Coronary Spasms in Heart Attack Point to Poor Outcomes
Patients with provoked spasms have more adverse events; spasms common in acute coronary syndrome
THURSDAY, Aug. 7 (HealthDay News) -- Provoked coronary spasms in patients with acute myocardial infarction are associated with adverse outcomes, and coronary spasms are frequently the cause of acute coronary syndrome, according to two studies published in the Aug. 12 issue of the Journal of the American College of Cardiology.
In the first study, Kohei Wakabayashi, M.D., Ph.D., of the Showa University Fujigaoka Hospital in Yokohama, Japan, and colleagues analyzed data from 240 Japanese patients with acute myocardial infarction who underwent spasm provocation tests with acetylcholine. Coronary spasms occurred in 174 of the patients. During a mean 43 months of follow-up, major adverse cardiac events -- including death and acute coronary syndrome -- were significantly more likely in the group positive for spasms; these events occurred in 47.1 percent of the positive group and 27.3 percent of the negative group.
In the other study, Peter Ong, M.D., of the Robert-Bosch-Krankenhaus in Stuttgart, Germany, and colleagues analyzed data from 488 patients with suspected acute coronary syndrome, 138 of whom were not found to have a culprit lesion. Eighty-six of these patients underwent acetylcholine testing, and 49 percent demonstrated coronary spasm. Coronary spasm is a frequent cause of acute coronary syndrome, and should often be considered as a differential diagnosis, the authors write.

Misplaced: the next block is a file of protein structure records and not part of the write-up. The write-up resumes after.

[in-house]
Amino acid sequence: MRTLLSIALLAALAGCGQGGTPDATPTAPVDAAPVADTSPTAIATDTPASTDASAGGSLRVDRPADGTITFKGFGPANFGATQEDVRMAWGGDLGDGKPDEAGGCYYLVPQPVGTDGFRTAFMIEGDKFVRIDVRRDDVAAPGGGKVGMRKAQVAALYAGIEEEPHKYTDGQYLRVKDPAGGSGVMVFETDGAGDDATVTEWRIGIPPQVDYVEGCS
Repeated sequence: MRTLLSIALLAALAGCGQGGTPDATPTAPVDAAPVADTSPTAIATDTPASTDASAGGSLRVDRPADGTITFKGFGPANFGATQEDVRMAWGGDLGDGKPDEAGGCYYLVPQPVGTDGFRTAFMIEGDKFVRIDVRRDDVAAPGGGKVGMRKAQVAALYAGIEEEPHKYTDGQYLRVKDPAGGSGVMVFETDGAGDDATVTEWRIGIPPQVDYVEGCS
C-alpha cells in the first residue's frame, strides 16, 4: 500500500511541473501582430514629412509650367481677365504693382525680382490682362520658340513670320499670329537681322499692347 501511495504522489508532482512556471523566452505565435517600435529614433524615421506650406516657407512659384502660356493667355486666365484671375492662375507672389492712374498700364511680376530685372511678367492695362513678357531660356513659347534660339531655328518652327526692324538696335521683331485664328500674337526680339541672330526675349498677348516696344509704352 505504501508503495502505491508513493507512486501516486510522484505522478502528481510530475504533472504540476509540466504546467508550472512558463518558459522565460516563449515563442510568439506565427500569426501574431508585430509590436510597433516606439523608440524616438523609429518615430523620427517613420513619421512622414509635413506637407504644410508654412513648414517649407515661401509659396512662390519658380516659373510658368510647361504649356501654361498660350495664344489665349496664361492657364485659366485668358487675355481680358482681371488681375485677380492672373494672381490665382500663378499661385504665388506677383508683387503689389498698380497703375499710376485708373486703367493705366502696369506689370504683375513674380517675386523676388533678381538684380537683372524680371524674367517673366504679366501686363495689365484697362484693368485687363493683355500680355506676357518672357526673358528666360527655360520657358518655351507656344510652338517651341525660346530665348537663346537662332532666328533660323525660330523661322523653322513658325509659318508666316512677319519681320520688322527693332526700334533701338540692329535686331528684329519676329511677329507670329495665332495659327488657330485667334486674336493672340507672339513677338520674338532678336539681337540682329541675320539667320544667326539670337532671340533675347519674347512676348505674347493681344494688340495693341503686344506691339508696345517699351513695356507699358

"Why does the frequency of coronary artery spasm seem to be decreasing? Modification of atherosclerosis risk factors, in particular cigarette smoking, which has been strongly associated with coronary artery spasm, and statin and calcium antagonist use account for some reduction. But with the increase in diabetes, hypertension, obesity, drug-eluting stent use, and methamphetamines or cocaine use, it would be unlikely that the incidence of spasm is truly declining. It is more likely that the decline in testing accounts for the perception that spasm has declined," writes the author of an accompanying editorial.